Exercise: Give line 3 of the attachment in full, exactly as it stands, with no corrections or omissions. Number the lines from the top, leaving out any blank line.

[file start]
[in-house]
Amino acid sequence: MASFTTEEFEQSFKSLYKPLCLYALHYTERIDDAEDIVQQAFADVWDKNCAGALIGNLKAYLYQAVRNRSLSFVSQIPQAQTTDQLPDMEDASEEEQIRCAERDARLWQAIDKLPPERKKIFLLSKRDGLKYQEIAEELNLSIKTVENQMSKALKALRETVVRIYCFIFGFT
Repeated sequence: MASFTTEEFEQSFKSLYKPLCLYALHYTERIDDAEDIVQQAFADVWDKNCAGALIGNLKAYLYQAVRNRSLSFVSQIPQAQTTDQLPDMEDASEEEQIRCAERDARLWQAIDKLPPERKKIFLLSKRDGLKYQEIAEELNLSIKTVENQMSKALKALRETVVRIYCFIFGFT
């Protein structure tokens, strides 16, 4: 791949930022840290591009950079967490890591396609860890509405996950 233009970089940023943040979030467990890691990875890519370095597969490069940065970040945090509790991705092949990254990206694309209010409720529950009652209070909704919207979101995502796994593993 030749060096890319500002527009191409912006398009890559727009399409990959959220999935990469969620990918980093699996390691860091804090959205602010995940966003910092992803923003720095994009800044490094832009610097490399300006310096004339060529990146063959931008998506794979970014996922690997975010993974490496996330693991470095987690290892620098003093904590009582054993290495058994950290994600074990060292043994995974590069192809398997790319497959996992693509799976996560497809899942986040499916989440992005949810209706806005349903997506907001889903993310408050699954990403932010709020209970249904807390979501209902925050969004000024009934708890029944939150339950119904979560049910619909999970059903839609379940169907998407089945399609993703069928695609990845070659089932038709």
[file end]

Repeated sequence: MASFTTEEFEQSFKSLYKPLCLYALHYTERIDDAEDIVQQAFADVWDKNCAGALIGNLKAYLYQAVRNRSLSFVSQIPQAQTTDQLPDMEDASEEEQIRCAERDARLWQAIDKLPPERKKIFLLSKRDGLKYQEIAEELNLSIKTVENQMSKALKALRETVVRIYCFIFGFT